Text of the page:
Hypnosis and Hypnotherapy

What is Hypnosis?

Hypnotherapy is a form of psychotherapy used to create change in a patient while in a state of unconsciousness, known as hypnosis.

The word hypnosis comes from the Greek word “hypnos” which simply means, “sleep.” However, you are not really sleeping... The therapy itself uses guided relaxation techniques from a trained hypnotist that invoke feelings of intense relaxation, concentration, and/or focus to achieve a heightened state of awareness or trance-like state.

Hypnotherapy is commonly used as suggestion therapy.

Suggestion therapy relies on the patient’s ability to respond to suggestions from the hypnotherapist while in this trance-like state.  These suggestions help people make positive changes within themselves.  

This method is commonly used to control or stop unwanted behaviors such as smoking, gambling, nail biting, or over-eating. It has also been shown particularly useful in treating pain, or increasing the instance of positive behavior such as self-motivation or confidence.


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As a Certified Clinical Hypnotherapist, I and can work with you to use hypnosis as a tool to help you grow, change and transform your life.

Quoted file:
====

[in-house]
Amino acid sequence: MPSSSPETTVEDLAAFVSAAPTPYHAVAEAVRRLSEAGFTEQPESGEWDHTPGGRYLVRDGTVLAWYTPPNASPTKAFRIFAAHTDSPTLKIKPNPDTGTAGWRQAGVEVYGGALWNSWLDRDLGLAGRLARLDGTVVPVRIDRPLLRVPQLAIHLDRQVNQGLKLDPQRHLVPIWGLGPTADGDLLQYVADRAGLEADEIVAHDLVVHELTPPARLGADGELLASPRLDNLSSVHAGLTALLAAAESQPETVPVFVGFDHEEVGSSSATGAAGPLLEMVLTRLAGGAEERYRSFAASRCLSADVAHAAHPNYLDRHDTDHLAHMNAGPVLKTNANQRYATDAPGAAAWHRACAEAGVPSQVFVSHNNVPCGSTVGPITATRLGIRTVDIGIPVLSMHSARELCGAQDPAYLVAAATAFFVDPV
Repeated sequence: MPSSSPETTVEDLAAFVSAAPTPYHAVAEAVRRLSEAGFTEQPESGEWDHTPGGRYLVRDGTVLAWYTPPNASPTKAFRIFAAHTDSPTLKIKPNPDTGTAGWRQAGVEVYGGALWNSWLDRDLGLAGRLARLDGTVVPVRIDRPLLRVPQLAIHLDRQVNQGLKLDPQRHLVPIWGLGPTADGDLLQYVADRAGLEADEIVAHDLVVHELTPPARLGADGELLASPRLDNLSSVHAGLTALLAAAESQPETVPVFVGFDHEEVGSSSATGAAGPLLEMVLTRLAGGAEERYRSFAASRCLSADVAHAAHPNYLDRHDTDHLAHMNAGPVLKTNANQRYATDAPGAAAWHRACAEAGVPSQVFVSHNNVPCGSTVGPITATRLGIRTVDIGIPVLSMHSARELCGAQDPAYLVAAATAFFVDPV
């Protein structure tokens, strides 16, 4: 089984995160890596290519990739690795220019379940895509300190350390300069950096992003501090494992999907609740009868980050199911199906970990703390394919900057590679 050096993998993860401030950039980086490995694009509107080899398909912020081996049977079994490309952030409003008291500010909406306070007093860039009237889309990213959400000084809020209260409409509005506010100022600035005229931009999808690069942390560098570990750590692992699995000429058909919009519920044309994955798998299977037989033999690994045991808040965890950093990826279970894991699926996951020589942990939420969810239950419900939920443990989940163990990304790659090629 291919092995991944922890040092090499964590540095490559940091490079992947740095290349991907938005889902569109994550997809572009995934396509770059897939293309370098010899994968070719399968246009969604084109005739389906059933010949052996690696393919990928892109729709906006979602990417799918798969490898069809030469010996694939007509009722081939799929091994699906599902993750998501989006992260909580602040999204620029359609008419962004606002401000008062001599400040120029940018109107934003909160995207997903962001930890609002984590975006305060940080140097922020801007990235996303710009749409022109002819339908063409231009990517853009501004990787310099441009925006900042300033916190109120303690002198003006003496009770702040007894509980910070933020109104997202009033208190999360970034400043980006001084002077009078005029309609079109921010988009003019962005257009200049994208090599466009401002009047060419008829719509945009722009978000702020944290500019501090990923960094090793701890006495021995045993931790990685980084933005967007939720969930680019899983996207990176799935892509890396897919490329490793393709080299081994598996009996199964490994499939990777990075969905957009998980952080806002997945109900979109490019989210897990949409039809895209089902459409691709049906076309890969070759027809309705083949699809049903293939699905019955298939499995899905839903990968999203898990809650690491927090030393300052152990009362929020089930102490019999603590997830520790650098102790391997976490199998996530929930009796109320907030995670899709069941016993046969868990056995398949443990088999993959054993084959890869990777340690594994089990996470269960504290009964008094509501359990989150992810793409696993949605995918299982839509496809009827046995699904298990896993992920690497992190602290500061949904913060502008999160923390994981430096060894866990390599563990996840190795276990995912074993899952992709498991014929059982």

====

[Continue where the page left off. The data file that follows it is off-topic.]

My therapy sessions can be used alone or in addition to a coaching program to help you create a vision of the life you'd like to lead.
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I work with a series of scripts that are proven to help with many types of behavioral issues that people would like to change, but each session includes an interview where we discuss what you are hoping to achieve from the therapy.
Long gone are the days when hypnosis was seen as waving watches and controlling people's minds. 

In a hypnotherapy session you are always in control and you are not made to do anything.  It is generally accepted that all hypnosis is ultimately self-hypnosis.  A hypnotist merely helps to facilitate your experience - hypnotherapy is not about being made to do things, in fact it is the opposite, it is about empowerment. 
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You can never be suggested to do something that is not congruent to who you are and aligned with your values.

The following four extracts from Dr Hilary Jones' book, "Doctor, What's the Alternative?", provide an accurate and accessible description of what hypnotherapy is, how it works and how hypnotherapy can help you change and grow.